thrin the brave
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The following stats represent the final incarnation of Thrins 1st/2nd Edition years. Third edition stats for Thrin will appear in the Immortals Handbook. Note that the number of attacks in our campaign was capped at 4 (even back in 1st Edition) with 3/2 offhand at 30th and 2/1 offhand at 60th for cavaliers (x10 the level the attacks would increase for the primary hand). Base Thac0 was capped at -10 and unlike the official rules there was no cap to Armour Class.
Editors note: I'll update the magic items as soon as I find the character sheet again which seems to have temporarily got itself lost amidst the deluge of paper.
THRIN (god of swordsmanship, patron of cavaliers)
ARMOR CLASS: -26 (-31 using
Redeemers Defender ability)
(Personal) Magic Items:
- "Avenger": (a.k.a. The Sword of Thrin) Intelligent +3 Longsword of Sharpness (Base damage increased to 2d12).
- "Redeemer": Intelligent +5 Longsword Defender/Sharpness/Sunblade (Base Damage increased to 2d12).
- Dragon Scale Armour (forged from a Great Wyrm Albino Dragon), Base AC -7.
- Amulet of Dragon Warding:
- Ring of Protection +6, Scarab of Protection (24 Charges), Ring of Vampiric Regeneration, Gloves of Missile Snaring, Helm of Brilliance, Stone of Good Luck, Necklace of Adaptation, Bracers of Archery, Phylactery of Long Years, Talisman of Pure Good (3 Charges), Periapt vs. Poison, Horn of Blasting, Cloak of Protection +5, Brooch of Shielding (100 Charges), Bag of Holding (1000lb capacity), Rod of Security (40 Charges), Ioun Stone (+1 Level), Ioun Stone (Absorb up to 8th-level spells, 72 Charges), Gem of Insight, Oil of Sharpness (3 uses).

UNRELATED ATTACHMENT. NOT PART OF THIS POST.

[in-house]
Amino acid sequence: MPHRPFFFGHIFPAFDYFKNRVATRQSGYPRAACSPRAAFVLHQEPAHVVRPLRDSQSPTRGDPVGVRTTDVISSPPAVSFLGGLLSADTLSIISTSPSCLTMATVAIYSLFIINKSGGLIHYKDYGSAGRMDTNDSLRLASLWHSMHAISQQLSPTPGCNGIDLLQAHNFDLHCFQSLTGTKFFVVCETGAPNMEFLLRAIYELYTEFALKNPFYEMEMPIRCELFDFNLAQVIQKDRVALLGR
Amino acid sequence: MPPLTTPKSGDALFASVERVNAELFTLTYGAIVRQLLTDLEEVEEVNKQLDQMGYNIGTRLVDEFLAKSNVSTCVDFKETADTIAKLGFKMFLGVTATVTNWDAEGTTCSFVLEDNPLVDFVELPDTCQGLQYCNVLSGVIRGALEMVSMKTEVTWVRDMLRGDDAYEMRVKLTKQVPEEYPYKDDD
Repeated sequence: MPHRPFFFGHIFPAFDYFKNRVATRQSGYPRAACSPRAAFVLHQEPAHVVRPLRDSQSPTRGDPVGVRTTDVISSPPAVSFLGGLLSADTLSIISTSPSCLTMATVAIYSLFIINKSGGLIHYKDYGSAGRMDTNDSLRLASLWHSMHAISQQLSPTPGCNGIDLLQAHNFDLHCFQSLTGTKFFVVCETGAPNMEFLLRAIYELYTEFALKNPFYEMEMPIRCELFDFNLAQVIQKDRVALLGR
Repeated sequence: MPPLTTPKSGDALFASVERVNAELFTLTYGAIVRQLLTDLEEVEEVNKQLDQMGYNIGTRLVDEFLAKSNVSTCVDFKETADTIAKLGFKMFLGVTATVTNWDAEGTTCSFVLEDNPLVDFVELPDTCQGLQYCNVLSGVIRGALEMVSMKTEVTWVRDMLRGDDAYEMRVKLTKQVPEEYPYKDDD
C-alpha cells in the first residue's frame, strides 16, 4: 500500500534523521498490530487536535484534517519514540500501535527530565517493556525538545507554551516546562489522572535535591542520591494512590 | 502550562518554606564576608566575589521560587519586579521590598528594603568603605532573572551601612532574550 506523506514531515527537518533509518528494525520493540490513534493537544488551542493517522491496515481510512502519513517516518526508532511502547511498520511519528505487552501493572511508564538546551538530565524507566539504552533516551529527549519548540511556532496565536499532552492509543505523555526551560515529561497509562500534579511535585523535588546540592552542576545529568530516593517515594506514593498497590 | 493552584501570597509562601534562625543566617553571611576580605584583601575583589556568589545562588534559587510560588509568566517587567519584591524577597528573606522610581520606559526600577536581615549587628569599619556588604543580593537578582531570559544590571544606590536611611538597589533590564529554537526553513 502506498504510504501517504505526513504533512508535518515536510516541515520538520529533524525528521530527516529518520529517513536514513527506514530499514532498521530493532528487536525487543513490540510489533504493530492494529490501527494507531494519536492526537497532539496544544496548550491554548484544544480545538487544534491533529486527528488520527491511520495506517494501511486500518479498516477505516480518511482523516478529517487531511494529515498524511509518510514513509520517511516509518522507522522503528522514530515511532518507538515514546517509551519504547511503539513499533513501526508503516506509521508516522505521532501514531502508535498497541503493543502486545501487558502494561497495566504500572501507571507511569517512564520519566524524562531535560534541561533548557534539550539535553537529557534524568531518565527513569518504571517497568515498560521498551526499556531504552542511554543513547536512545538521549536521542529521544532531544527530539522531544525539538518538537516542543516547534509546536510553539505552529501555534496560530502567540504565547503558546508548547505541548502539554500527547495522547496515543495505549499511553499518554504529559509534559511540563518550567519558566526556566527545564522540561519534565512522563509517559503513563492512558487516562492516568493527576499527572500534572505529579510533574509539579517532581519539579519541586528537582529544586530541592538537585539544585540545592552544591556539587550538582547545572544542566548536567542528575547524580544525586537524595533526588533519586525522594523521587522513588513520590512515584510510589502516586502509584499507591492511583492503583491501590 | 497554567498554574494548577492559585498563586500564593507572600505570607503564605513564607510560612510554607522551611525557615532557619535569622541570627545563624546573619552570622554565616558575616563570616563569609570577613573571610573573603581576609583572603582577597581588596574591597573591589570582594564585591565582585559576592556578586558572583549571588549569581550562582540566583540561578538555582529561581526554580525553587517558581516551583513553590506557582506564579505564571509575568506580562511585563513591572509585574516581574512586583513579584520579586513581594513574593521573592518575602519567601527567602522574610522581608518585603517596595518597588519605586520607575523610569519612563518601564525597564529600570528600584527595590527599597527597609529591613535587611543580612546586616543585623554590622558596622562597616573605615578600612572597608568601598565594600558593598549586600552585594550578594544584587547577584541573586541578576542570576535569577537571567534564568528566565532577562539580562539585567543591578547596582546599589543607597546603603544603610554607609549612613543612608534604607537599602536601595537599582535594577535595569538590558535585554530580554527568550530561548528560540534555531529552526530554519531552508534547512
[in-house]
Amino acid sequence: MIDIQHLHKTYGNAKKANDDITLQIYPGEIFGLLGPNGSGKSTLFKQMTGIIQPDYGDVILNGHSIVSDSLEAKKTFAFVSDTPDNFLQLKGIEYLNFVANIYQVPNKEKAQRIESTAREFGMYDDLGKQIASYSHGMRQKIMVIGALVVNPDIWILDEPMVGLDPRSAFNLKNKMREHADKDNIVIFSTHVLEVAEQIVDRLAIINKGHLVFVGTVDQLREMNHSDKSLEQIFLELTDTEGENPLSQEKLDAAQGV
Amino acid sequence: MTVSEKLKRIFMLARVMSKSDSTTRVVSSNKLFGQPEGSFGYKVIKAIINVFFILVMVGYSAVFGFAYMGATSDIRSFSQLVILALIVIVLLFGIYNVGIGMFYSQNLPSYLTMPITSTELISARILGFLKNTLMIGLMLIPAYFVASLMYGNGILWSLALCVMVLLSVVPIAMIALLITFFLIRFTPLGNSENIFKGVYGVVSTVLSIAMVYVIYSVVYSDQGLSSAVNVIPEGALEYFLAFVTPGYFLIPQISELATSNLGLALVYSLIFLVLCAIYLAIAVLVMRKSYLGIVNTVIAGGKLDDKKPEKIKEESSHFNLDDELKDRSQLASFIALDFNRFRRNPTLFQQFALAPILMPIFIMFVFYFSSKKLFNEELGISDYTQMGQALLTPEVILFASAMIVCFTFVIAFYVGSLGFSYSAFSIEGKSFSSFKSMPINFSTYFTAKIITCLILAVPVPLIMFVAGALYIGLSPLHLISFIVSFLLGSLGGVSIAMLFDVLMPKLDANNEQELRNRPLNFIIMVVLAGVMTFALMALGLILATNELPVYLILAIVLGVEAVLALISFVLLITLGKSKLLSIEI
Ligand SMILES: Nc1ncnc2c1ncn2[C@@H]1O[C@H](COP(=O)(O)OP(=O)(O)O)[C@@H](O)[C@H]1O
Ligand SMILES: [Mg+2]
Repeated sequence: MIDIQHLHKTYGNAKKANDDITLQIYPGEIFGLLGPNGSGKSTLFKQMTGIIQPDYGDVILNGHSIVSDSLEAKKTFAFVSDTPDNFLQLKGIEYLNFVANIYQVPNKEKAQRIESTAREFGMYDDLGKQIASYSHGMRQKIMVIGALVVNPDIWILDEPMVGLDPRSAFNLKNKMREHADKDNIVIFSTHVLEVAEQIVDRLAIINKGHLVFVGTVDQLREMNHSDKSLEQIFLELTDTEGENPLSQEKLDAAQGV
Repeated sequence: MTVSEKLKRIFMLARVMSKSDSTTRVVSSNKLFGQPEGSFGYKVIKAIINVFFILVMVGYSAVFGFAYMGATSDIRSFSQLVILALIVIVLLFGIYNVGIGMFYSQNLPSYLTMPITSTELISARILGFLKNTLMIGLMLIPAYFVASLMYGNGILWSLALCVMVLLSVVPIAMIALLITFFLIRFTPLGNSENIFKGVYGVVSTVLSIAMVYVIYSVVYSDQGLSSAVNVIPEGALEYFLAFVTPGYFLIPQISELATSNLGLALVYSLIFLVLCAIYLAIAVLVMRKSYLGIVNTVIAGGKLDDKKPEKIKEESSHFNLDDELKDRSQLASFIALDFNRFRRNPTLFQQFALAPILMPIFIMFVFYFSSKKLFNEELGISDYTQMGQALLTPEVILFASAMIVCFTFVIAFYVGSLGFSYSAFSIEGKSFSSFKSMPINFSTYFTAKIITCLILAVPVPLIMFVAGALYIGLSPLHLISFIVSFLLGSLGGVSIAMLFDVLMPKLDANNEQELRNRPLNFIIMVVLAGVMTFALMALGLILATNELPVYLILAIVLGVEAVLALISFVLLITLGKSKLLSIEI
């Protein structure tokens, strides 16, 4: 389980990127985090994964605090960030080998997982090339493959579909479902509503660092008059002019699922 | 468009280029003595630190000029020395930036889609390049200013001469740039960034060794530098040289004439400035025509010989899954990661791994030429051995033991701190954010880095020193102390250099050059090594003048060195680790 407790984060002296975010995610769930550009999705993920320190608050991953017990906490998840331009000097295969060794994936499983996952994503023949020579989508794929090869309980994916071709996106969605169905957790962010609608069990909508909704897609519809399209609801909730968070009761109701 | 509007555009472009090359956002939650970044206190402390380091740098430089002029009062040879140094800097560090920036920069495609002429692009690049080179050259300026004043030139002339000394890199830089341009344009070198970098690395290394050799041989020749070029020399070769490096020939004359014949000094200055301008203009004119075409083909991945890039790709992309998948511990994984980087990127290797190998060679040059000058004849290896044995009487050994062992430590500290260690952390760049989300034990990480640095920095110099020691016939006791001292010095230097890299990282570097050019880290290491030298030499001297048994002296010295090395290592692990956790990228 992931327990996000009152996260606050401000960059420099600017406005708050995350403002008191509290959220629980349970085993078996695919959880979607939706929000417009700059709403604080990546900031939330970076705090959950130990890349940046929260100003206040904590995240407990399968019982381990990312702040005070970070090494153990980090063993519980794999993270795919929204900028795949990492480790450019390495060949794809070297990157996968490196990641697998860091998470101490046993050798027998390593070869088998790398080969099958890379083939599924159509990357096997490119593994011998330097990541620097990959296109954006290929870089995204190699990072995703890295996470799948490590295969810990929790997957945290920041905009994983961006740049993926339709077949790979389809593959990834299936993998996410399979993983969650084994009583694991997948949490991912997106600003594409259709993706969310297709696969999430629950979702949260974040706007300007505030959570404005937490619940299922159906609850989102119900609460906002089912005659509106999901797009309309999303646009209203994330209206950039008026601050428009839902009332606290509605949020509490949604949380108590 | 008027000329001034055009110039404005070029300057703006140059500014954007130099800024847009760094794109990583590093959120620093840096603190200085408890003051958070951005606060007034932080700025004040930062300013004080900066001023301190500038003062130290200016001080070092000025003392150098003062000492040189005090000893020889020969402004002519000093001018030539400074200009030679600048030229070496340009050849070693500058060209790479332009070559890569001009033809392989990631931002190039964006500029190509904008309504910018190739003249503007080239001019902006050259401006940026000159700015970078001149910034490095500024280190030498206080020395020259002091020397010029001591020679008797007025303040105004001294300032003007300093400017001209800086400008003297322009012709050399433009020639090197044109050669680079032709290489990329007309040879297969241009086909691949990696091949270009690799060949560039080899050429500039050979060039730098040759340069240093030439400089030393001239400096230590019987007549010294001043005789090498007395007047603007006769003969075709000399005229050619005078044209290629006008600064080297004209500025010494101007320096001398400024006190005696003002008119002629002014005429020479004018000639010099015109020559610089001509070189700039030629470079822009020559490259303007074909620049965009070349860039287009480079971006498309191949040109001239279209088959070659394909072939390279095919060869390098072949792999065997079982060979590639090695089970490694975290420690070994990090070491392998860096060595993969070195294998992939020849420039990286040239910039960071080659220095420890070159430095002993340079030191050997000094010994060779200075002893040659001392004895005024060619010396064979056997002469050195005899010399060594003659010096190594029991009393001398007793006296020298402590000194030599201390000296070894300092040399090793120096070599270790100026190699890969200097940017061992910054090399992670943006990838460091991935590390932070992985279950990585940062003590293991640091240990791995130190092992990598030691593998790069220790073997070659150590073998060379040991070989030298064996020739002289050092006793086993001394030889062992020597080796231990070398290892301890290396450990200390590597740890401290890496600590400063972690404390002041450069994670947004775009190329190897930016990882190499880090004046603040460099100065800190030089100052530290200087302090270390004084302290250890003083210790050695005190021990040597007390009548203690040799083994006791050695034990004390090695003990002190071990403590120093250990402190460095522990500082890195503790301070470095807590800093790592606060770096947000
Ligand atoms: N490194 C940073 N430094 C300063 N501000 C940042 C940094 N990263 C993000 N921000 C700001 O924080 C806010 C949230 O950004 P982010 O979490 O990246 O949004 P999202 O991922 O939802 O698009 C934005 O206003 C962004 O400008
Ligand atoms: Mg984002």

The greatest player character ever? Probably wishful thinking on my part.
The most powerful player character ever? Possibly, though I would doubt it.
The ultimate warrior, who has never known defeat? Okay I'm rambling.
The facts. Thrin was a character I roleplayed fairly from 3rd-level to 117th-level (Lesser Deity) over a period of about 9 years. I emphasise the fair aspect, because many people can claim to have played more powerful PCs but few will have roleplayed them fairly all the way from such lowly beginnings.
To understand how such a character is born, we first have to go back to before the character was even created.
1988. I was playing in an AD&D campaign in school, we gamed every lunchtime and pretty much any other time we could muster, sometimes even during class. I should add the campaign was a player killer, to the extent that surviving a week without rolling up a new character was a rarity. Not that the campaign was ever unfair, simply that there was a machiavellian aspect to proceedings and the DM (Simon Newman) never pulled his punches, all dice rolls in the open, no fudging. However being dropped into the meat grinder week after week has a way of toughening you. Mechanically you become more proficient, tactically you become more adept. Eventually you arrive at a place where you start to push back. I thought I now had a great character (A pregenerated 4th-level Ranger, with 18/94 strength and a giant slaying sword) that would stand the tests of time. Sadly that wasn't to be, I think he lasted one day before he was assassinated by a dark elf (one of the other PCs no less). I think after that disappointment, I decided to roll up the next character with a steely determination. I poured over the classes and rules in general, and settled upon an Elven Cavalier. The stats were excellent and I actually rolled 18/00 strength (in front of the DM no less, although Simon doesn't remember that part...but I do) - an auspicious start. 16 to both constitution and dexterity. 13 to wisdom. 11 to both charisma and intelligence. The name was an amalgam of two names I had seen in one of Games Workshops Citadel Miniatures catalogue, and sounded suitably elfin. The brave moniker was in response to the Cavalier class rules of conduct.